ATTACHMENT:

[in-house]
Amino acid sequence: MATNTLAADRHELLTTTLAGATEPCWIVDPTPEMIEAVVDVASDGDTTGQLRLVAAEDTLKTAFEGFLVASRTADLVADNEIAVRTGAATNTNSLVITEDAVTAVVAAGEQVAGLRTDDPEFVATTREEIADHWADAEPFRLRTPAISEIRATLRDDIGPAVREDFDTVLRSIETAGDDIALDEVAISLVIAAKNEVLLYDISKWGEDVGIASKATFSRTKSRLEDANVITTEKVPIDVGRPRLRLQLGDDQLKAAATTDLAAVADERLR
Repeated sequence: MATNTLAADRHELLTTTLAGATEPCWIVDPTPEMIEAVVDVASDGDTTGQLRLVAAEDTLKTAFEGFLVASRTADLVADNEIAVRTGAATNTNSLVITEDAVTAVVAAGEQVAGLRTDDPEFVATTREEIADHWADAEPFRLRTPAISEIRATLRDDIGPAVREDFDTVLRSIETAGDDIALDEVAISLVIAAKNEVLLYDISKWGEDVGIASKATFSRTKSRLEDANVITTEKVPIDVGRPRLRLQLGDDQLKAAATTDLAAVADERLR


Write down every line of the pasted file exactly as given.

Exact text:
[in-house]
Amino acid sequence: MATNTLAADRHELLTTTLAGATEPCWIVDPTPEMIEAVVDVASDGDTTGQLRLVAAEDTLKTAFEGFLVASRTADLVADNEIAVRTGAATNTNSLVITEDAVTAVVAAGEQVAGLRTDDPEFVATTREEIADHWADAEPFRLRTPAISEIRATLRDDIGPAVREDFDTVLRSIETAGDDIALDEVAISLVIAAKNEVLLYDISKWGEDVGIASKATFSRTKSRLEDANVITTEKVPIDVGRPRLRLQLGDDQLKAAATTDLAAVADERLR
Repeated sequence: MATNTLAADRHELLTTTLAGATEPCWIVDPTPEMIEAVVDVASDGDTTGQLRLVAAEDTLKTAFEGFLVASRTADLVADNEIAVRTGAATNTNSLVITEDAVTAVVAAGEQVAGLRTDDPEFVATTREEIADHWADAEPFRLRTPAISEIRATLRDDIGPAVREDFDTVLRSIETAGDDIALDEVAISLVIAAKNEVLLYDISKWGEDVGIASKATFSRTKSRLEDANVITTEKVPIDVGRPRLRLQLGDDQLKAAATTDLAAVADERLR